On 14 April three individuals and three companies were sentenced for their role in a bribery scheme spanning nine years. The prosecution merits consideration because, as well as securing convictions for corruption and conspiracy to corrupt, the case represents a (rare) instance of the successful enforcement of section 7 of the UK’s Bribery Act 2010 (UKBA) – the corporate offence of failure to prevent bribery. This article takes a look at what the convictions might mean for the future of section 7 and, more widely, the concept of ‘failure to prevent’ as the future basis of corporate criminal liability.
The bribery scheme centred on Noel Corry, a former senior manager at Coca Cola Enterprises UK Ltd (Coca Cola Enterprises) – the UK bottling subsidiary of Coca Cola UK – who pleaded guilty in December 2019 to five counts of corruption for accepting bribes in return for leaking confidential information which helped companies win lucrative electrical services contracts with Coca Cola Enterprises. Corry was given a 20-month suspended prison sentence and two other individuals, Peter Kinsella and Gary Haines, who paid the bribes to Corry, also received suspended sentences for their role in the scheme.
The three companies that benefited from the corrupt scheme – WABGS Ltd, Tritec Systems Ltd and Electron Systems Ltd – had previously pleaded guilty to and were sentenced for, among other charges, one count each of failure to prevent bribery under section 7 of the UKBA. The three companies were issued fines of £500,000, £70,000 and £70,000 respectively.
The convictions under section 7 represent the first time that charges have been brought by the Crown Prosecution Service following an investigation by the Metropolitan Police. While at first blush this may seem like a milestone for the investigation and enforcement of the offence, it must be put into context. How much have we really learned from the conviction, and what does it mean for the future?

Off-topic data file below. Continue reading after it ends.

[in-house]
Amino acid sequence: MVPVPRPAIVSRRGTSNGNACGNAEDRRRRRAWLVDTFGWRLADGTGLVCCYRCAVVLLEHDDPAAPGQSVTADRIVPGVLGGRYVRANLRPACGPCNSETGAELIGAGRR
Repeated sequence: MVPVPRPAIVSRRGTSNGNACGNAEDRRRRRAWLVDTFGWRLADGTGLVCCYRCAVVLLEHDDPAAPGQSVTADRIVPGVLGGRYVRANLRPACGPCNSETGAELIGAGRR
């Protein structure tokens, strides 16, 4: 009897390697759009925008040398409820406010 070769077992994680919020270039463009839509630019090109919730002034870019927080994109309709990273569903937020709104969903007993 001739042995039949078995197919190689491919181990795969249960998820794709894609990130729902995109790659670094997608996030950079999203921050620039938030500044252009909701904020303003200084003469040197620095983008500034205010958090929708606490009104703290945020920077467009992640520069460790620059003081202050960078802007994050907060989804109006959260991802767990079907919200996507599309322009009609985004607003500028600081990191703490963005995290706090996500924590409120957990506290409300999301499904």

No contested charges
First and foremost, the key feature of the case is that none of the charges was contested: all of the individuals and companies pleaded guilty. This is probably due, at least in part, to the paper trail left by Corry, recording the bribes he received and what he used the money for in a spreadsheet titled ‘Slush’. Such a smoking gun is rarely, if ever, found in cases of serious and complex bribery; the reality of whether bribes were paid, and if so what advantage was sought or obtained, is almost always much less clear cut.
The fact that the prosecutions were not contested means that the case law and judicial commentary around the section 7 offence remain sparse. Because none of the companies mounted a defence of having had ‘adequate procedures’ in place to prevent bribery under section 7(2) of the UKBA, there is no further guidance on what ‘adequate procedures’ truly are, or how they might be assessed. This has been unclear ever since the offence was introduced more than 10 years ago, and this prosecution, while a milestone in some respects, still leaves questions unanswered.
What can we take from the prosecutions?
Despite not taking the position on ‘adequate procedures’ any further forward, the convictions nonetheless serve as a timely reminder that bribery investigations, and charges under the UKBA, are not just reserved for the Serious Fraud Office or the National Crime Agency. Now that a toe has been dipped in the water, successful enforcement of the corporate offence may encourage police forces to more actively investigate suspicions of bribery.
More broadly, the successful prosecutions may also be extrapolated and interpreted as further support for the expansion of the ‘failure to prevent’ concept of corporate liability. In recent years, the government has come under increasing pressure to bring in legislation criminalising companies’ failures to prevent all forms of economic crime. This recognises the current difficulties encountered by prosecutors in attributing criminal acts to individuals who can be described as the ‘directing mind and will’ of the organisation. More convictions under existing ‘failure to prevent’ offences will undoubtedly be used as evidence of their effectiveness in holding corporations to account, and could serve to accelerate a more fundamental shift in corporate criminal liability.
Anna Gaudoin is a senior associate in WilmerHale’s UK white-collar defence and investigations practice